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Introducing ‘Shin Issei Journey’

by David Yamaguchi, The North American Post

TODAY, we introduce a new comic strip, “Shin Issei Journey,” by local graphics artist Arisa Nakamura. In the series, Arisa will be sharing a fictionalized version of her experiences in the United States and in Seattle as a student-turned-immigrant from Japan. Arisa’s viewpoint is welcome, for the content of these English pages has largely reflected the views of writers from century-old Japanese American families. Thus, Arisa’s comic represents a perspective that is new and different. She reveals what natives cannot see.

Arisa Nakamura(Photo by Tyler Sipe)

WHO IS ARISA? Until now, readers have been viewing Arisa’s work unknowingly. She spent one day a week laying out these pages from April 2018 to August 2019. Before then, readers may remember Arisa from our article on her Japanese American Remembrance map (Mar. 2018). It is a pamphlet showing the locations of historical Japanese family businesses in the International District. Copies are available from the Japanese Cultural & Community Center of Washington (JCCCW), the Wing Luke Museum, and Klondike Gold Rush National Historical Park (Pioneer Square). She works at JCCCW.

THE BACKGROUND for Shin Issei Journey lies in the three waves of Japanese immigration that have washed these shores. At first, there were only the old immigrant families: the Issei, Nisei, and Sansei of mainstream Japanese American history. Next, there were the 50,000 Japanese “war brides” who arrived after meeting and marrying US servicemen during the Occupation of Japan that followed WWII. The children of these marriages form the core of the first widespread “hapa” generation on the US mainland. While Amazon overflows with more than ten thousand book or film titles on the Japanese American experience, sadly only about a dozen are listed for the war brides.

It is the contemporary third wave of Japanese immigration that forms the subject of Arisa’s comic. This wave began to arrive after the US Immigration and Nationality Act of 1965, which went into effect in 1968. The act made US immigration policy fairer. From that time, we began seeing gradually increasing numbers of varied new Japanese. These included professionals, business entrepreneurs, and many others, resulting in the need for a new word to distinguish these individuals from the earlier waves.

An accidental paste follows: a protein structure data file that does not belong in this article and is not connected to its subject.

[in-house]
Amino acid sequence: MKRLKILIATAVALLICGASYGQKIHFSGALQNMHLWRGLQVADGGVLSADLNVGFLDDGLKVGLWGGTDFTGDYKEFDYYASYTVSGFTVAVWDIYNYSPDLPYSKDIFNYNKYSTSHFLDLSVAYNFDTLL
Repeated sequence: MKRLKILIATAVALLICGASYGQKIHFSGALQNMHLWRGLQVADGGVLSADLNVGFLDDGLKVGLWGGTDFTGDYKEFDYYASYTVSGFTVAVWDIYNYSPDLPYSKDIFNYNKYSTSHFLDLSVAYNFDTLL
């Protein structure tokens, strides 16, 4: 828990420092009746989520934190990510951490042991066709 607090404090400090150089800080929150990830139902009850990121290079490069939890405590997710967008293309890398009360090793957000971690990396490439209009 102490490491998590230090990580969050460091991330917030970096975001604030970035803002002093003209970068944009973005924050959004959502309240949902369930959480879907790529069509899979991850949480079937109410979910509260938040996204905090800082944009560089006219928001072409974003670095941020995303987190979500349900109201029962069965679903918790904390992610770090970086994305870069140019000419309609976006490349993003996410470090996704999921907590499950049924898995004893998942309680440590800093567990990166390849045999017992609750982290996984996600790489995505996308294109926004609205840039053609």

Thus the term, “Shin Issei” [new first-generation] came into use. It is appropriate, because most of the new immigrants don’t yet feel “Japanese American.” The latter connotes a lengthier, blended, pre-WWII history that doesn’t apply to them.

IN SHIN ISSEI JOURNEY, readers will recognize common elements with what the original Issei must have felt, with a present-day twist. Americans who have traveled to Japan or to other countries will also see themselves in Arisa’s drawings and thoughts. The sketches include the newcomer’s occasional moments of bewilderment. They also convey the “Aha” flashes of understanding that follow when she grasps that things are done differently in the new land.

A BRIEF OUTLINE of Arisa’s experiences in the US to date that lie behind Shin Issei Journey is in order. Arisa first came to the US as a 13-year-old student, when she and her family accompanied her father on a business assignment. She attended one year of public junior high school in St. Paul, Minnesota. Arisa remembers the experience of being the school’s only Japanese student as “really hard.”

Arisa later returned to the US again for a year as a university exchange student. Then, in a pattern common to eventual immigrants, Arisa returned a third time, to attend graduate school in Landscape Architecture at the UW. Her 2016 master’s thesis “Immigrant’s Sense of Belonging to Chinatown-International District, the Changing Neighborhood,” is available as an e-book to those with UW ID cards. It covers the feelings of rootedness of Japanese, Chinese, Filipinos, and Vietnamese to the community.   

Today, by day, Arisa helps staff the front office of the JCCCW, where her main job is to do graphics design for all materials leaving that organization. At night and on weekends, Arisa draws in a contemporary style clearly influenced by anime.

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David Yamaguchi is a third-generation Japanese American [Sansei]. He has written for the Post since 2006, at first as a volunteer, later as a paid freelancer. He joined the paper's staff in May 2020, when he began learning how articles flow from Word files through layout to social media.